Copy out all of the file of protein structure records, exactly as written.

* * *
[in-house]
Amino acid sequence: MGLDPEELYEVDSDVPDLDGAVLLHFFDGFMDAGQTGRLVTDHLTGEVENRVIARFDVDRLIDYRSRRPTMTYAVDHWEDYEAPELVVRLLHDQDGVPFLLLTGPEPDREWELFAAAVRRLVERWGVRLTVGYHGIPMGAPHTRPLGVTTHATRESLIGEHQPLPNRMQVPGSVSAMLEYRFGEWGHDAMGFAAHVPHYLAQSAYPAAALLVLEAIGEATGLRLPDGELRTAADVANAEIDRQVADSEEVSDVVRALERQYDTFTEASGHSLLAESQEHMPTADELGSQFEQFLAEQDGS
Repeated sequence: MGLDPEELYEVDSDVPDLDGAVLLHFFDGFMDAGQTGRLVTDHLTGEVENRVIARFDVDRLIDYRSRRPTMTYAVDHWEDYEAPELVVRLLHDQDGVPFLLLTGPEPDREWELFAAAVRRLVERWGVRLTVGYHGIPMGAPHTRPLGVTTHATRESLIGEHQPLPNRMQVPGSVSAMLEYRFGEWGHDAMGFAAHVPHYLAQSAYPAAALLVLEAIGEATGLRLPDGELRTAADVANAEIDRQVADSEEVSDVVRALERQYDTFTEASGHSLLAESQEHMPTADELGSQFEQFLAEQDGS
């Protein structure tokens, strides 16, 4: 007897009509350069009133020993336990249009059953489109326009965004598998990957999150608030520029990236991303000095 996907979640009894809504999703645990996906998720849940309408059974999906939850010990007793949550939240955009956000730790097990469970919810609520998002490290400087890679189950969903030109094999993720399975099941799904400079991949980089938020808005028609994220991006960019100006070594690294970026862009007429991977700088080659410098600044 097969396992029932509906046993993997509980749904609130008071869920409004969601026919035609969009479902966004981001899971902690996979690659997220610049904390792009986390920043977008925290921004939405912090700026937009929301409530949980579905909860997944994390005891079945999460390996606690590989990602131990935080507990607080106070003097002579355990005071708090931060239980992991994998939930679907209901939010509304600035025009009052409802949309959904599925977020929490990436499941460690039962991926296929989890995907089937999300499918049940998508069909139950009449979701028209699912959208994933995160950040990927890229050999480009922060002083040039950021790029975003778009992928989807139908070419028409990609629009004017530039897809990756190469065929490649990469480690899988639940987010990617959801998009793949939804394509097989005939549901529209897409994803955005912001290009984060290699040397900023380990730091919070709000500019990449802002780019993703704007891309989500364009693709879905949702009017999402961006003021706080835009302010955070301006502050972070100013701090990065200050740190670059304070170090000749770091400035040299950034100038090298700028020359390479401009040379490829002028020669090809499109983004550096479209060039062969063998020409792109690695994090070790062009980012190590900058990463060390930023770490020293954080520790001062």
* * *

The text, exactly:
[in-house]
Amino acid sequence: MGLDPEELYEVDSDVPDLDGAVLLHFFDGFMDAGQTGRLVTDHLTGEVENRVIARFDVDRLIDYRSRRPTMTYAVDHWEDYEAPELVVRLLHDQDGVPFLLLTGPEPDREWELFAAAVRRLVERWGVRLTVGYHGIPMGAPHTRPLGVTTHATRESLIGEHQPLPNRMQVPGSVSAMLEYRFGEWGHDAMGFAAHVPHYLAQSAYPAAALLVLEAIGEATGLRLPDGELRTAADVANAEIDRQVADSEEVSDVVRALERQYDTFTEASGHSLLAESQEHMPTADELGSQFEQFLAEQDGS
Repeated sequence: MGLDPEELYEVDSDVPDLDGAVLLHFFDGFMDAGQTGRLVTDHLTGEVENRVIARFDVDRLIDYRSRRPTMTYAVDHWEDYEAPELVVRLLHDQDGVPFLLLTGPEPDREWELFAAAVRRLVERWGVRLTVGYHGIPMGAPHTRPLGVTTHATRESLIGEHQPLPNRMQVPGSVSAMLEYRFGEWGHDAMGFAAHVPHYLAQSAYPAAALLVLEAIGEATGLRLPDGELRTAADVANAEIDRQVADSEEVSDVVRALERQYDTFTEASGHSLLAESQEHMPTADELGSQFEQFLAEQDGS
């Protein structure tokens, strides 16, 4: 007897009509350069009133020993336990249009059953489109326009965004598998990957999150608030520029990236991303000095 996907979640009894809504999703645990996906998720849940309408059974999906939850010990007793949550939240955009956000730790097990469970919810609520998002490290400087890679189950969903030109094999993720399975099941799904400079991949980089938020808005028609994220991006960019100006070594690294970026862009007429991977700088080659410098600044 097969396992029932509906046993993997509980749904609130008071869920409004969601026919035609969009479902966004981001899971902690996979690659997220610049904390792009986390920043977008925290921004939405912090700026937009929301409530949980579905909860997944994390005891079945999460390996606690590989990602131990935080507990607080106070003097002579355990005071708090931060239980992991994998939930679907209901939010509304600035025009009052409802949309959904599925977020929490990436499941460690039962991926296929989890995907089937999300499918049940998508069909139950009449979701028209699912959208994933995160950040990927890229050999480009922060002083040039950021790029975003778009992928989807139908070419028409990609629009004017530039897809990756190469065929490649990469480690899988639940987010990617959801998009793949939804394509097989005939549901529209897409994803955005912001290009984060290699040397900023380990730091919070709000500019990449802002780019993703704007891309989500364009693709879905949702009017999402961006003021706080835009302010955070301006502050972070100013701090990065200050740190670059304070170090000749770091400035040299950034100038090298700028020359390479401009040379490829002028020669090809499109983004550096479209060039062969063998020409792109690695994090070790062009980012190590900058990463060390930023770490020293954080520790001062």